After leaving Ellie in Orlando to board her flight, I took an $8 Megabus (an excellent way
to travel for savvy travellers like myself) from Orlando to Fort Lauderdale which took around 4 hours. Despite the crazy driver, it allowed me some time to catch up on some well needed sleep post-road trip. When I arrived, I quickly realised that Fort Lauderdale was beautiful! I stayed in a hostel called Hotel Deauville ($120 for 4 nights) which was great and had its own pool, however I came to realise it was more of a pit stop than anything else- I didn’t find a lot to do there except from head to the beach.

Turtles nest on Fort Lauderdale’s beaches, which would have been amazing to see, however I sadly didn’t spot anything during my stay. I’ve since learnt that you can book a turtle trek to either see turtles nesting or hatching (nature depending of course!).

Everyone at the hostel seemed to be older, long-term residents apart from a girl called Marina. Marina and I seemed to hit it off straight away (both being as crazy as each other) and decided to venture into the city to explore. We found some pretty impressive and expensive looking yachts on the Riverwalk, and (best of all) a Cheesecake Factory. I was in heaven. As all the bars in town were shut (presumably due to it being a ‘school night’) we headed to the local dive bar where we stumbled upon a karaoke event. Whilst the locals’ drunken rendition of the American national anthem was great, I decided Fort Lauderdale wasn’t for me and decided it was time to head on to Miami.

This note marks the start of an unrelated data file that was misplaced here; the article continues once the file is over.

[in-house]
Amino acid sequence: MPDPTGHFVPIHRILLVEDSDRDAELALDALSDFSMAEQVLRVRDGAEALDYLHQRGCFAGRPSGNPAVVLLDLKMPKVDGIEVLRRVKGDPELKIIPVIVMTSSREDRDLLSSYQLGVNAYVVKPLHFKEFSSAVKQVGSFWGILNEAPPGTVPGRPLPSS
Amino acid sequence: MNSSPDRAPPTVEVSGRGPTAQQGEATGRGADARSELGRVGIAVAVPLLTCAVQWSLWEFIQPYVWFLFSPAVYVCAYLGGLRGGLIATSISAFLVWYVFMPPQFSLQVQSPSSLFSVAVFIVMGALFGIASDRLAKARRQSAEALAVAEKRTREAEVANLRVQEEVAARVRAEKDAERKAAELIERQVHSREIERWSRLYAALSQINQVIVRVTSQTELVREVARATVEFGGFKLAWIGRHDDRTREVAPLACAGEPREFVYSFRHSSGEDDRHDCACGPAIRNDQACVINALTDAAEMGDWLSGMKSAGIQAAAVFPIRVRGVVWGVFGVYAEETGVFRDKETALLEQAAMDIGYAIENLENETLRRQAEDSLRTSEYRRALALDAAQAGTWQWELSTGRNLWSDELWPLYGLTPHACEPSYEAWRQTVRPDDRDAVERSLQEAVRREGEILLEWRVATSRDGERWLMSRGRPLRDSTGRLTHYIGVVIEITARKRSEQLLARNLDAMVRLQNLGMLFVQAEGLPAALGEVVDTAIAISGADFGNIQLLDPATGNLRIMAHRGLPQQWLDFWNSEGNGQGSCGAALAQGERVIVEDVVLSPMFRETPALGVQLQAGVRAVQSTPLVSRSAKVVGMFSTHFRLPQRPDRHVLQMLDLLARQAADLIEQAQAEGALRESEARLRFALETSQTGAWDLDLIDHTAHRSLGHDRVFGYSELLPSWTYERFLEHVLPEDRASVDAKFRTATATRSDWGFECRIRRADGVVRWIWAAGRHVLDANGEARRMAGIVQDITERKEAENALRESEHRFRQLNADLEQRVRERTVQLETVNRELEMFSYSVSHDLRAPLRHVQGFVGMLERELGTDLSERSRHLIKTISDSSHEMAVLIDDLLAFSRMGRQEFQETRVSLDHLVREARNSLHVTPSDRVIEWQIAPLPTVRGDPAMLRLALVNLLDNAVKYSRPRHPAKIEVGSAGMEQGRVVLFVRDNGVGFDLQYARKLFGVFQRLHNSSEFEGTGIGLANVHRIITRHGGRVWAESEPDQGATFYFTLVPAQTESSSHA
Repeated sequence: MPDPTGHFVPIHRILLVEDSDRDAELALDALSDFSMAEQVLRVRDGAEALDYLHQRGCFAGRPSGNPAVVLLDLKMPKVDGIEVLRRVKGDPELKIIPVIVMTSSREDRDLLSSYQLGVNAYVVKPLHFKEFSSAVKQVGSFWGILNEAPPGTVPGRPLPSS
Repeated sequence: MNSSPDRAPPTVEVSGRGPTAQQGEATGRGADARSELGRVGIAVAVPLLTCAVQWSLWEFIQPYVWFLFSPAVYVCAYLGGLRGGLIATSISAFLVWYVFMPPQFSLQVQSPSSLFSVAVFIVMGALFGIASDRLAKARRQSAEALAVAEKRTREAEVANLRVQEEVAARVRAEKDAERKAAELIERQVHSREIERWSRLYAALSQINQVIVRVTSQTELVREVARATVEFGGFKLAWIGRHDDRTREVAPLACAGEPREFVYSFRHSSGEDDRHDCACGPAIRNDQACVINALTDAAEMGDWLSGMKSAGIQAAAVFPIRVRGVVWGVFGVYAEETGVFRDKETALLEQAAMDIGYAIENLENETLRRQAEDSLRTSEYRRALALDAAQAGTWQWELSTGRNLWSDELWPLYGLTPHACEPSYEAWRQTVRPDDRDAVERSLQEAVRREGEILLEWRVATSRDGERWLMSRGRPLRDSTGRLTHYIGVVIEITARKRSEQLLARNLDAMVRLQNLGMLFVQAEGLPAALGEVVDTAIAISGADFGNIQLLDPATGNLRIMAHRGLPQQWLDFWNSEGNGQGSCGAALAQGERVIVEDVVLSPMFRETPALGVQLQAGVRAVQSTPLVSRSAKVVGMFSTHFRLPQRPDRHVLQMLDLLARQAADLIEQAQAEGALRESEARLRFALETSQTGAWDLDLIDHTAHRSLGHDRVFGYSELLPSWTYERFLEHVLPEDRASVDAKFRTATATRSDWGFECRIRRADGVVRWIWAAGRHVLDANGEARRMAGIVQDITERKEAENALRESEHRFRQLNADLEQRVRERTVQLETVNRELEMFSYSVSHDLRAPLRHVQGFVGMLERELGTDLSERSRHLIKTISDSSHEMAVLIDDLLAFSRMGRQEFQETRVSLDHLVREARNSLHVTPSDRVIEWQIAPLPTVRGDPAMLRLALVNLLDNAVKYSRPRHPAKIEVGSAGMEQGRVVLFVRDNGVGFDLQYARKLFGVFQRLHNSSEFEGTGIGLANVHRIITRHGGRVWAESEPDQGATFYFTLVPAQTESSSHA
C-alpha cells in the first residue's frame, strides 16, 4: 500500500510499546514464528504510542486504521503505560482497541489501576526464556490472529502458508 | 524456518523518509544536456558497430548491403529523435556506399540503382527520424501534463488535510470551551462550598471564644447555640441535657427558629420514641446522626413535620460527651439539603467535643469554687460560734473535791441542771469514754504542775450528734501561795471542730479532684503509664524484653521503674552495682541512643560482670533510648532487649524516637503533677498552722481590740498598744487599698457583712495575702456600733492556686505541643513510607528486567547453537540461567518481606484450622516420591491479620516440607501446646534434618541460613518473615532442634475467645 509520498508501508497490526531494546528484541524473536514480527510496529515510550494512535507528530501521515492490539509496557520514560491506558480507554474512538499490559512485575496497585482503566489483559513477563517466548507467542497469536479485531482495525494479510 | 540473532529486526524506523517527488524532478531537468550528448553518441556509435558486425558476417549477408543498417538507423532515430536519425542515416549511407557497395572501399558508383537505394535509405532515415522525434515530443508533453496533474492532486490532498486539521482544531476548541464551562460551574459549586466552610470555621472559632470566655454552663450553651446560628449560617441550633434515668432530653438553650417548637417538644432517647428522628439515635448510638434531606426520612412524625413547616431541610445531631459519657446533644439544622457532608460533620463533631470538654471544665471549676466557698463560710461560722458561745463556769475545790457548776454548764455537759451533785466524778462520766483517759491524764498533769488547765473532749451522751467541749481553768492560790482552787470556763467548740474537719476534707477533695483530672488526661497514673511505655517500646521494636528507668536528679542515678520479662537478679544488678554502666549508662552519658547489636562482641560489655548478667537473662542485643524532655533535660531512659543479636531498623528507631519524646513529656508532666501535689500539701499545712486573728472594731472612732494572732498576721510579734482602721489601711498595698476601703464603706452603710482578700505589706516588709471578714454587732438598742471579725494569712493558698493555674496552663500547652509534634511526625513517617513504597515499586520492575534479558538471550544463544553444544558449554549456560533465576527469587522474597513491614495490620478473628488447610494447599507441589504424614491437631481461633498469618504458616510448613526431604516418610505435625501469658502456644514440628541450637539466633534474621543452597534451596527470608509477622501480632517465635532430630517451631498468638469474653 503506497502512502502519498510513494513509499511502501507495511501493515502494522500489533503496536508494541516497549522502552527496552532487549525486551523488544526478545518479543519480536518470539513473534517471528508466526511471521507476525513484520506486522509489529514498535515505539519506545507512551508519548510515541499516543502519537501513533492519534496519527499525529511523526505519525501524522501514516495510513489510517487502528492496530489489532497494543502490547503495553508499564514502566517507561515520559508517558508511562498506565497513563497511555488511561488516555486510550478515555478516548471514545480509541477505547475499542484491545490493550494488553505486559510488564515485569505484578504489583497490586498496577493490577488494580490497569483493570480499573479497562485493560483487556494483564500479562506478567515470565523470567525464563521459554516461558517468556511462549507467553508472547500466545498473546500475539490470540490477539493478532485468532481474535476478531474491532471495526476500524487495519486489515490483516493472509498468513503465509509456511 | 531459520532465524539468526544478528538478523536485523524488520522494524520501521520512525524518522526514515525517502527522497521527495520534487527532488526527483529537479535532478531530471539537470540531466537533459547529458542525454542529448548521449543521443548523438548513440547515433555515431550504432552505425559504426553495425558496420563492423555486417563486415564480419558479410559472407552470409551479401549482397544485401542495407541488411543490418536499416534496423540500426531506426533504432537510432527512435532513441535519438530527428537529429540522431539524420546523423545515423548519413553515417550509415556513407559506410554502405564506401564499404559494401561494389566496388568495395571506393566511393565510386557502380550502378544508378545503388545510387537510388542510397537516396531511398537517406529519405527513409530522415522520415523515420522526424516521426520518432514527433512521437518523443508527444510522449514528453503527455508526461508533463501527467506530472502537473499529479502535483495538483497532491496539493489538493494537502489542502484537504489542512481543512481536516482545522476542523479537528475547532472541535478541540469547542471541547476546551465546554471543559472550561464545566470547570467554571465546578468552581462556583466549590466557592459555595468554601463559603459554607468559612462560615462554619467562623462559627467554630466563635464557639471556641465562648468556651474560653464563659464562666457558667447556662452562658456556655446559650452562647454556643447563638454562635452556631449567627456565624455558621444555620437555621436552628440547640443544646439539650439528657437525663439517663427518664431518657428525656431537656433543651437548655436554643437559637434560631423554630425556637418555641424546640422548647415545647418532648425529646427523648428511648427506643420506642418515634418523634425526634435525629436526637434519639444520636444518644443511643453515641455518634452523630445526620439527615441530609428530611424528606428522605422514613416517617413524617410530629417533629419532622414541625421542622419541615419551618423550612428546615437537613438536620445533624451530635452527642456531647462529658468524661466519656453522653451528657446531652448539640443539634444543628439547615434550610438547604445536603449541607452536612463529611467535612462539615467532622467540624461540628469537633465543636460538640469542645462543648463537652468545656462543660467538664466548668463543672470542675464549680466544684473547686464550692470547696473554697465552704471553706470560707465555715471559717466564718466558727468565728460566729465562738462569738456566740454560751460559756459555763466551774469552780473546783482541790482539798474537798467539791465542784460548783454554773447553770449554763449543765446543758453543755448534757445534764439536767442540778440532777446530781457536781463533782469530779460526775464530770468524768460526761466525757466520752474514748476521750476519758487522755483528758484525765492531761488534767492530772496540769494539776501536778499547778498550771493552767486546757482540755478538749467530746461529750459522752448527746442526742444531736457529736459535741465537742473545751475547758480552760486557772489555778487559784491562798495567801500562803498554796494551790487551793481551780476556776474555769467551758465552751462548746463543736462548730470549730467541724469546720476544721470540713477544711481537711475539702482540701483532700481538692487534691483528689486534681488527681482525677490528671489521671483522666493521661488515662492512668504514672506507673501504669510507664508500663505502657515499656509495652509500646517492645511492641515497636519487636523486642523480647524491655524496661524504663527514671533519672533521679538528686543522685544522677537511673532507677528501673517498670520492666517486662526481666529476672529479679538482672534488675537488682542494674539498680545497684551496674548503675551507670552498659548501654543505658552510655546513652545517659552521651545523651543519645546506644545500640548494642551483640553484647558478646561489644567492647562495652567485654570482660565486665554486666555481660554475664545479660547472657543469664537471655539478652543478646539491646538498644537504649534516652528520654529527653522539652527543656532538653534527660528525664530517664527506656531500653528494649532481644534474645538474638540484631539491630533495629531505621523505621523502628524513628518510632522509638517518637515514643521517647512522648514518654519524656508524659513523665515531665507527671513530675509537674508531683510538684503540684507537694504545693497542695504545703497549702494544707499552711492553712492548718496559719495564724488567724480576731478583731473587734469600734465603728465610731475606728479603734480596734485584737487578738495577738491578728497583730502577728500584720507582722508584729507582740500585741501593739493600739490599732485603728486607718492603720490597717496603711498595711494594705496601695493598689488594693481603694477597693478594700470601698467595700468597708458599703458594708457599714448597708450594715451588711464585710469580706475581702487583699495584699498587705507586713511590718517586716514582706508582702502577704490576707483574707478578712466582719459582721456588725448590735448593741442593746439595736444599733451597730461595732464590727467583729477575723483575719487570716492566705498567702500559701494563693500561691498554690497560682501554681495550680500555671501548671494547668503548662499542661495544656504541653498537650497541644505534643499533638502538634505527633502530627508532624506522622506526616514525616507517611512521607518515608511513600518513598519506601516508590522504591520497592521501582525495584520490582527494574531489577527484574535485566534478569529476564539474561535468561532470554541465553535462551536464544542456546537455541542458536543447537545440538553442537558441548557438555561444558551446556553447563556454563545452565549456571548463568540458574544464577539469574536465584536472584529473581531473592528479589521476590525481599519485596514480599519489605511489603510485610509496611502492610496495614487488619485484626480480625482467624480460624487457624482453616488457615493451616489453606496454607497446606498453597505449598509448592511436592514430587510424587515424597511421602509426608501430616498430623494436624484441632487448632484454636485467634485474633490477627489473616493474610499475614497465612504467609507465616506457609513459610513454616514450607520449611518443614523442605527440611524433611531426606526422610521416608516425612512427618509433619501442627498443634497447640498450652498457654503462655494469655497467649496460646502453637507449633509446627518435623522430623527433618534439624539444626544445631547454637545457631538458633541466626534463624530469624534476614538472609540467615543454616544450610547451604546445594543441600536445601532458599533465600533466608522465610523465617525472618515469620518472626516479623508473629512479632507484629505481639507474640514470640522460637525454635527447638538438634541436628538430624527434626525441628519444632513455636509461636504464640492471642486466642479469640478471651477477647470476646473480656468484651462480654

The next day I used Lyft (like an Uber, but you can share with other people who are heading in the same direction) to take a taxi from Fort Lauderdale to the SoBe Hostel and Bar in Miami (around $120 for 6 nights), which cost around $25. Straight away I loved the feel of the hostel. It offered a free dinner (hardly Michelin star, but I was happy to save money on food!) and had a social event every night, giving me plenty of opportunities to meet new people. Miami was much more of a party-place, and we often pre-drank in the local hostel (to save money!) and paid around $10 to get into a club. If you’re a girl, you’re in luck! The clubs in Miami often gave out free drinks for the girls inside the club (take advantage girls as the guys were forking out around $25 PER DRINK!). The girl I had met in Fort Lauderdale, Marina, was staying at HI Miami Beach, a modern hostel in Miami Beach. All the local hostels in Miami seemed to group together for club nights which was perfect, as I met so many other people this way. My favourite club night in Miami was a place called Nikki Beach.

During my days in Miami, I generally headed to the beach to relax and work on my tan. My favourite beach in Miami was South Beach (also known as SoBe), as it is a huge stretch of beach so there is plenty of room for everyone to sunbathe and the water is beautiful and clear. You can walk along the pier and catch great views of South Beach and Miami City.


The view from the Pier.

When I wanted to get around Miami, or to travel to Marina’s hostel and the main part of South Beach, I used the amazing 25 cent South Beach Local Bus (which was a God send in the Miami heat!).  I would recommend this to anyone as a cheap way (and cool) to get around whilst visiting Miami!